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“What are transplants? People who leave where they were at and come to a new place and try to make it the same place.”


4 min read

Once I have had a couple of cups of coffee, my mind usually runs at a crazy rpm from sun up to sun down. It has taken me a very long time, a lot of workouts, and failed attempts at meditation to learn to focus on ONE THING AT A TIME. But the slowly won results are becoming helpful in staying more creative and calm.

The two places I am the most “myself” seem to be when I’m writing a song and when I’m on stage and in the moment. I’m very lucky that when a song hits me, it takes over every bit of my soul, and I can usually stop everything and stay with that for a while. I try to sit down first thing in the a.m. and let ideas come without all the bells and whistles of the day. But once the day is going, the muse usually turns the shingle over to CLOSED.

I am learning to say NO. I am learning to cut that space for myself. I am learning that not everything is gonna get fixed or taken care of, and sometimes when you leave it alone, it DOES work itself out.

My latest definition of success is to get my days and my mind to a place where the muse feels she can visit me at will. A place where I will be calm and peaceful enough inside my own skin to not be afraid to drop what I am doing and chase down a creative idea without worrying I’m not answering the phone or sending a bunch of emails or taking some meeting that may or may not bring anything in the door. Not everything is worth doing, and not everything is worth saying yes to. This is very hard for us artists to embrace when we have spent so much time just trying to survive or get something off the ground.

We are fed this idea to redline—work at top intensity, multitask, keep up with social media/text/emails, and have 19 windows open on our computers at any given moment. We are taught that being happy is not always synonymous with hard work. IT’S BS. We admire overachievers, and if you look at your Instagram, Twitter, or Facebook, you will notice all of us (including me) are signaling how much we are up to.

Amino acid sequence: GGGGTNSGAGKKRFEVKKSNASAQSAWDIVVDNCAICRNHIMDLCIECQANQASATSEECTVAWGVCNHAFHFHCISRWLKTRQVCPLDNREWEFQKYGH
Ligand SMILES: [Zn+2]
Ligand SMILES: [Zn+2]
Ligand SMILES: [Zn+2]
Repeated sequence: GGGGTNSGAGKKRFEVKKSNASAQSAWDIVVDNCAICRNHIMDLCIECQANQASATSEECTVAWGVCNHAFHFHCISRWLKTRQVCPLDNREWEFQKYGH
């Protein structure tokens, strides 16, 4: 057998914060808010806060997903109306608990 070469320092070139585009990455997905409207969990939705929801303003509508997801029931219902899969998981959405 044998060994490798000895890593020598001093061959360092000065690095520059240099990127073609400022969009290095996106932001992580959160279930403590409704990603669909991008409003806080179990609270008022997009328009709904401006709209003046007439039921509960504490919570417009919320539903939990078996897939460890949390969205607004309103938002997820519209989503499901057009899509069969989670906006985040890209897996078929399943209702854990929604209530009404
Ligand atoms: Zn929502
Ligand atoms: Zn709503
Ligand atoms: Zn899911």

Usually it’s a mile wide and an inch deep.

Little by little, I am learning that my anxiety is not gonna help the work—it’s gonna hinder it. Everyone has a certain amount of pain—EVERYONE is suffering on some level—and the ability to move on despite it is a trick I want to master.


We spend so much time trying to run from the hard questions. To get to the real stuff, the halcyon light, the things that matter—we gotta DIG. We gotta go all the way down in the deep. And that can’t happen here on the surface when we’re trying to please everyone else, buying a bunch of crap we don’t need, and talking to a bunch of folks behind screens who may not have any idea who we really are. I don’t remember where I read this, and it sounds hippie-dippie, but the most important conversations are the ones you have with yourself.

We have to BE WHERE WE ARE AT. We have to stop and just BE there. Fully there, one thing at a time. Usually the hurry and the drama are self-inflicted. One of my first managers told me this back in the day (thank you, Ernest Leek), but I was too much of a nutcase to listen. Many moons later, it turns out he was 100 percent right.

It’s a wonderful discovery that we are enough. The phone or the one-click Amazon cart ain’t gonna save us. Trying to please everyone but ourselves ain’t gonna save us. I think we can all be a little nicer to one another once we go inside and look for what is real—look for the internal, not external, signs of confidence.

I’m gonna dedicate the next few posts to this idea of simplifying, of finding and protecting who we really are and not what the marketplace tries to make us into, and especially of not falling prey to an endless stream of digital BS that is designed to addict us.

Look forward to your comments and hearing your stories as well. Thanks for dropping by and see you next Weds!


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  1. I love these posts, G. Much wisdom; and I’m thankful for the reminder.

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